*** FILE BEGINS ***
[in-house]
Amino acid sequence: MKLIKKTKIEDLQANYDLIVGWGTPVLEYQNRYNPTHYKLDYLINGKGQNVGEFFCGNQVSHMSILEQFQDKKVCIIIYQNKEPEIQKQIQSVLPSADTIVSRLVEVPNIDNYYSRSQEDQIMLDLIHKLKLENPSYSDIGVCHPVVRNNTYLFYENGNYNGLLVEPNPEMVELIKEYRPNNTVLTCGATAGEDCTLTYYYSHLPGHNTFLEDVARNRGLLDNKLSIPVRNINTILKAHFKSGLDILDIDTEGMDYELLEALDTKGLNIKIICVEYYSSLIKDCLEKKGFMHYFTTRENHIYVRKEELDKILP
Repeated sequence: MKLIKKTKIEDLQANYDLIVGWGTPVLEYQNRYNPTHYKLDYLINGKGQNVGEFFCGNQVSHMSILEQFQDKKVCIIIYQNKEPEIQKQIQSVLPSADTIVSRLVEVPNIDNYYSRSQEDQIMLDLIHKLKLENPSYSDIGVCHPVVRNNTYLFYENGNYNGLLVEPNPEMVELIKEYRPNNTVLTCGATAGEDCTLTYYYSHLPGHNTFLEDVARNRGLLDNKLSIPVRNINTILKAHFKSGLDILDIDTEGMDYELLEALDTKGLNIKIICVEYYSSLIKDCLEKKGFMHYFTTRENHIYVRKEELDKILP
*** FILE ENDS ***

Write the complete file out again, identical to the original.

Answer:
[in-house]
Amino acid sequence: MKLIKKTKIEDLQANYDLIVGWGTPVLEYQNRYNPTHYKLDYLINGKGQNVGEFFCGNQVSHMSILEQFQDKKVCIIIYQNKEPEIQKQIQSVLPSADTIVSRLVEVPNIDNYYSRSQEDQIMLDLIHKLKLENPSYSDIGVCHPVVRNNTYLFYENGNYNGLLVEPNPEMVELIKEYRPNNTVLTCGATAGEDCTLTYYYSHLPGHNTFLEDVARNRGLLDNKLSIPVRNINTILKAHFKSGLDILDIDTEGMDYELLEALDTKGLNIKIICVEYYSSLIKDCLEKKGFMHYFTTRENHIYVRKEELDKILP
Repeated sequence: MKLIKKTKIEDLQANYDLIVGWGTPVLEYQNRYNPTHYKLDYLINGKGQNVGEFFCGNQVSHMSILEQFQDKKVCIIIYQNKEPEIQKQIQSVLPSADTIVSRLVEVPNIDNYYSRSQEDQIMLDLIHKLKLENPSYSDIGVCHPVVRNNTYLFYENGNYNGLLVEPNPEMVELIKEYRPNNTVLTCGATAGEDCTLTYYYSHLPGHNTFLEDVARNRGLLDNKLSIPVRNINTILKAHFKSGLDILDIDTEGMDYELLEALDTKGLNIKIICVEYYSSLIKDCLEKKGFMHYFTTRENHIYVRKEELDKILP